The accountant is working for you, even if they do consider it poor planning, so they should get you the money the government owes you. If your accountant look down on you and do a poor job because of it he/she is, frankly, an asshole because that's asking a lot of tax savvy of a college student!

Chicajojobe

Ugh, I really need to start proofreading my comments.

Former Grocery Slave

I find it best to just get TurboTax and do it yourself. The program asks you all questions and you just have to input information from youtr tax documents. H&R Block just hires anyone - they don't have to have a background in tax law or anything like that. You are literally paying them to do the same exact thing you would be doing yourself with TurboTax.

KennelKitty

Thanks guys. I'm definitely never going to them again. The worst of it is that they aren't even refunding what I paid them. Crusty move or not, I'm telling them to refund what I paid or I'll dispute the charge on my card. I didn't pay them to screw with me.

Persephone

Good- don't let them make you pay for less than nothing- they did not provide you with what they sell (a properly done tax return), and have been unable to fix it either. So I really don't see what they would be charging you for- their time spent messing up your taxes? That's like charging someone for digging up all their rosebushes when you were hired to weed the garden. They didn't do the job they were hired for, they harmed you in the process, and they still want to be paid? No.

Chris

You might want to determine whether they actually screwed up the taxes the second time; it's not unusual for the IRS to want to "clarify" something on perfectly good returns, particularly if there has already been an amendment. Do you actually need to amend the taxes again, or just submit more documentation, or even just wait for the IRS to think about it for awhile before deciding everything's okay?

If the Blockheads really did get it fixed last time, and the problem now is at the IRS, then they've probably met the terms of their agreement. In that case, disputing the charges on your credit card may not yield the results you want, and could actually rebound. (Depending on your state laws, the Blockheads could refer your account to collections, etc., even if the credit card company agrees with you.)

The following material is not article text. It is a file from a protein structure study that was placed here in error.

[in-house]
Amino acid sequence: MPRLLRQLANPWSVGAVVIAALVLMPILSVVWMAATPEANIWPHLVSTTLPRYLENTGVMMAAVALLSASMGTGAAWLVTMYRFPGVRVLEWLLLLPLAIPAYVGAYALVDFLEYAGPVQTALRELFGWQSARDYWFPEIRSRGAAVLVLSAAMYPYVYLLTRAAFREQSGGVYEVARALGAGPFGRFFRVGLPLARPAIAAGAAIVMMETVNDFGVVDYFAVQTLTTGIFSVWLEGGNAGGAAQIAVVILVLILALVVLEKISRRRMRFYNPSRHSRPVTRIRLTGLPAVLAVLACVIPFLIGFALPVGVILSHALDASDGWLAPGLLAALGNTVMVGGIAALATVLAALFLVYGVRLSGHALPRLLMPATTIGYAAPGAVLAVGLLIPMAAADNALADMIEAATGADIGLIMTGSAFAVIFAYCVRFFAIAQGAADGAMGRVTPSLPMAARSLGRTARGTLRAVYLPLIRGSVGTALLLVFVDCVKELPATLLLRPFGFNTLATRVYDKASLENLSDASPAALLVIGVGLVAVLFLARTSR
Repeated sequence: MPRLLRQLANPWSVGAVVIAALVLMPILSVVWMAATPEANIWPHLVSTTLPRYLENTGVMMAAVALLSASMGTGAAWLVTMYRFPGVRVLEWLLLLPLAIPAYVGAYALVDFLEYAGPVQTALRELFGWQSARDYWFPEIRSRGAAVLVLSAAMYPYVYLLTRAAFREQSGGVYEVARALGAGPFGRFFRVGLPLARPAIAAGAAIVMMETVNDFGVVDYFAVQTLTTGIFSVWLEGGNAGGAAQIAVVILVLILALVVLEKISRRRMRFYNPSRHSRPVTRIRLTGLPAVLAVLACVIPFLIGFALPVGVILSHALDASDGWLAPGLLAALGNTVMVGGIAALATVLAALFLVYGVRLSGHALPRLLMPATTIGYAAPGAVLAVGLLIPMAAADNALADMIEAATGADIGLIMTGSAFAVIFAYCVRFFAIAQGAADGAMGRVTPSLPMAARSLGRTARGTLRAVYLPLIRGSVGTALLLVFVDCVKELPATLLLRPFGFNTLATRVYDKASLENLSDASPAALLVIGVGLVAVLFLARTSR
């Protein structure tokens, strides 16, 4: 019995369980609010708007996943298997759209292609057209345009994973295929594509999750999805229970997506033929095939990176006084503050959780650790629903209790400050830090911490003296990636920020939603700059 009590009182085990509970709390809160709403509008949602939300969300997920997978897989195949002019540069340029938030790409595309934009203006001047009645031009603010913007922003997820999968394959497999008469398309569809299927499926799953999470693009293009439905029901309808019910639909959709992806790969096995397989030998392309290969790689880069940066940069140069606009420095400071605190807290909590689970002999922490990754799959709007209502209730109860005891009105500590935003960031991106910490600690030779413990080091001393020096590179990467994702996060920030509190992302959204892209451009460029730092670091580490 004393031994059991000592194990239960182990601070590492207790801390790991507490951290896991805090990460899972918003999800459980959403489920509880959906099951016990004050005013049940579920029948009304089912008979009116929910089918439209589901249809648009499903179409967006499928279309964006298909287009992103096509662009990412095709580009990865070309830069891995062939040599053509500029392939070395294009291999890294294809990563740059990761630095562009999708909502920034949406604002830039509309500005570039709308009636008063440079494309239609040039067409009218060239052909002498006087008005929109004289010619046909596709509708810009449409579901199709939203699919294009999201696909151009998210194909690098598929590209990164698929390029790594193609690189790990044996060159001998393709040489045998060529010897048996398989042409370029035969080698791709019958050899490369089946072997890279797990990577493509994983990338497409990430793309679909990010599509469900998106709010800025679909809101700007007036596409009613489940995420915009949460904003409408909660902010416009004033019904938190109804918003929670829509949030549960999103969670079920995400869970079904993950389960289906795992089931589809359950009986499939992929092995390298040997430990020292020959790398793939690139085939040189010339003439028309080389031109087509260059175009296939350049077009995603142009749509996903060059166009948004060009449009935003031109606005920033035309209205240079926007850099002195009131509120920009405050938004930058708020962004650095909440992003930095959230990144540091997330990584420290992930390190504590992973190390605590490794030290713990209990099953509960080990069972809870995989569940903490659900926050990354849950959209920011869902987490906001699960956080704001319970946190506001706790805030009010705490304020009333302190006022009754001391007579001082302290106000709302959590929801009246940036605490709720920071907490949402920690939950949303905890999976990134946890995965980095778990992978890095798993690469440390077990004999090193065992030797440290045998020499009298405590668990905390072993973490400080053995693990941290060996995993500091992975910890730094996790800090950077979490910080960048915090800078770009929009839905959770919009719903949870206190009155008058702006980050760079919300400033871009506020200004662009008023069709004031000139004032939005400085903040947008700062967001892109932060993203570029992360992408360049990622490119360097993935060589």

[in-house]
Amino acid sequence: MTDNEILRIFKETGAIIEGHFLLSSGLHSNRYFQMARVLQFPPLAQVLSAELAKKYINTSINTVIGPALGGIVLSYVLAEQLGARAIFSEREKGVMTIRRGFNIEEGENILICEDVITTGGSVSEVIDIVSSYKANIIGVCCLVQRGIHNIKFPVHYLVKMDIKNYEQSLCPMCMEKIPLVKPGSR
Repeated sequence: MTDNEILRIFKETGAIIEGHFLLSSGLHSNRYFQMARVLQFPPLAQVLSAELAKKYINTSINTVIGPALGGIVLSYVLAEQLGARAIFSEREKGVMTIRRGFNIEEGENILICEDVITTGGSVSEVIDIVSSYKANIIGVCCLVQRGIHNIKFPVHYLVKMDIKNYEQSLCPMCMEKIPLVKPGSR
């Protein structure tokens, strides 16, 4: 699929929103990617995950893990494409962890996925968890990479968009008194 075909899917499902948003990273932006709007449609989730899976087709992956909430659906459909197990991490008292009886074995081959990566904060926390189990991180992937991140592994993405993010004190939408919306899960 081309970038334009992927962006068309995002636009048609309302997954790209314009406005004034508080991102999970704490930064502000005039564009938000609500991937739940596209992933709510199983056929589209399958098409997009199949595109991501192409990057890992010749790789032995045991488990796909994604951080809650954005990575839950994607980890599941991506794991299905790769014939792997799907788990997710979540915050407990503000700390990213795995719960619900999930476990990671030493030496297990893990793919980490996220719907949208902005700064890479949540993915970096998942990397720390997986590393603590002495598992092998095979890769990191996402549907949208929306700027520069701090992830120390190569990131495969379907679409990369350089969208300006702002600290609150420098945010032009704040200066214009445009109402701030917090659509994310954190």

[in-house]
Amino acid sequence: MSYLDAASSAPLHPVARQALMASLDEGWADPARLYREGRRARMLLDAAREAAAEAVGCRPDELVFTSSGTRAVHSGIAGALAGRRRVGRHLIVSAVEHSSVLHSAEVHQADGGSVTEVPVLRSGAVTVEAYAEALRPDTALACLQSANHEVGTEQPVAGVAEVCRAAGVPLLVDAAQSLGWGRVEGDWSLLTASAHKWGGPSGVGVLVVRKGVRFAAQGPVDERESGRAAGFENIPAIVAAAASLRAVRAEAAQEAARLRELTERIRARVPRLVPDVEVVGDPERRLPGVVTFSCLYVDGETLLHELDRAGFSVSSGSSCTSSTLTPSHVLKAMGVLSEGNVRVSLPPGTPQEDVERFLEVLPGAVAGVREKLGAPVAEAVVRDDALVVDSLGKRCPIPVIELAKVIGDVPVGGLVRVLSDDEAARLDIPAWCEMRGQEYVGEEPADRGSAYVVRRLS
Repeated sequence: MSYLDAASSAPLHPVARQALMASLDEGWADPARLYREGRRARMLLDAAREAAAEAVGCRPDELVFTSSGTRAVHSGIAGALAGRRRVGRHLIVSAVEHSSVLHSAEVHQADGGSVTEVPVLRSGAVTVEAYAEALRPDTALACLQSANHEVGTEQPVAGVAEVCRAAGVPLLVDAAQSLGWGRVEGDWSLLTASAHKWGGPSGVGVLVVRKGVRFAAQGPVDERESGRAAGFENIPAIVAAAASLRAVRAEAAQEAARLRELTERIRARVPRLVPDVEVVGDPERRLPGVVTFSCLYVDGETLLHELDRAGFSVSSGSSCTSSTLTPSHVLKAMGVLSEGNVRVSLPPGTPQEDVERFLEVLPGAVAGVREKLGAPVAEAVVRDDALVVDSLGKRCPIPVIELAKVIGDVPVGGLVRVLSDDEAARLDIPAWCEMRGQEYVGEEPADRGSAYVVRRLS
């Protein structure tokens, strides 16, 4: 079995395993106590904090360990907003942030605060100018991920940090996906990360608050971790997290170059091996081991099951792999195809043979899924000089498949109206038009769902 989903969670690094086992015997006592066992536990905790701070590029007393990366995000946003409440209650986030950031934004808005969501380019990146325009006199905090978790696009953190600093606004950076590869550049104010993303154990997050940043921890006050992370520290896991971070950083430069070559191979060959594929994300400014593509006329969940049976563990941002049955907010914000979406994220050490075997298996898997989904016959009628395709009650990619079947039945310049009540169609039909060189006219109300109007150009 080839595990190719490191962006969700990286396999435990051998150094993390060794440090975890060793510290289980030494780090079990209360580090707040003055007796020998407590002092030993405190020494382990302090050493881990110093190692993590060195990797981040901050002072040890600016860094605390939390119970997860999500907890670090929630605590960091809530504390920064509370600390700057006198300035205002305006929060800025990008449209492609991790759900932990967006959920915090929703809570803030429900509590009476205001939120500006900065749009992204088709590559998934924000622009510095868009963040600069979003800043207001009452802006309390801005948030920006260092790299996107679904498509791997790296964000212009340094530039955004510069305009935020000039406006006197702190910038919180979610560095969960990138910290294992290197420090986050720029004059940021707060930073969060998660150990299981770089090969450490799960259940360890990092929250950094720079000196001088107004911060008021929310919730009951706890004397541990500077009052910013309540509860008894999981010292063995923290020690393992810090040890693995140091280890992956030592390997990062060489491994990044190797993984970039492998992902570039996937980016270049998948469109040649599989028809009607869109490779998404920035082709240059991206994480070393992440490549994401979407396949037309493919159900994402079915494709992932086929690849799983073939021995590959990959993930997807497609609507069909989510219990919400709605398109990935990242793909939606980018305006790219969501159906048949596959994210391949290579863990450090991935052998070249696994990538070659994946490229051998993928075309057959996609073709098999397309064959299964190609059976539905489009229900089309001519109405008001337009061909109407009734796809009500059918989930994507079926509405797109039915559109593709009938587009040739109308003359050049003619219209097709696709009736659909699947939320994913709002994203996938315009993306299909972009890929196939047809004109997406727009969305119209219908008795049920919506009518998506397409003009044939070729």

TaxCat

Heyo, I'm an MSA (master of science in accounting) grad. H&R Block isn't always terrible (especially since they and a few other tax prep pop-ups were so awful that the IRS forced them to put all of their tax prep employees/contractors through a certification program with the IRS now and probably til the end of time), but using anyone other than a trained and educated tax accountant or CPA is always a risk. I'm guessing that whoever prepared your tax return somehow managed to overstate your refund with the student loan interest deduction. You can read more about that here if you did not already know: http://www.irs.gov/taxtopics/tc456.html

It's helpful, but the limit is $2,500 in interest; the excess cannot be deducted. You also don't receive the benefit of the deduction if you are a dependent; nor does whomever claims you on their taxes, sadly, and if someone else is paying your student loans, you may also not receive the deduction. It's very annoying.

From your post, it sounds like the error and its correction will lead to hardship due to enforcement. Think about contacting your local IRS advocate: http://www.irs.gov/uac/Contact-Your-Advocate! There is even a contact form rather evocatively labelled Form 911.

If you believe that your preparer may have willfully committed fraud in overstating your return, you can also report them for that. I also strongly recommend contacting your tax preparer's corporate customer service line and/or writing a short & sweet EECB to them. Screwing up someone's return is a big deal. The company needs to be aware of its problem areas, and you need to be made whole.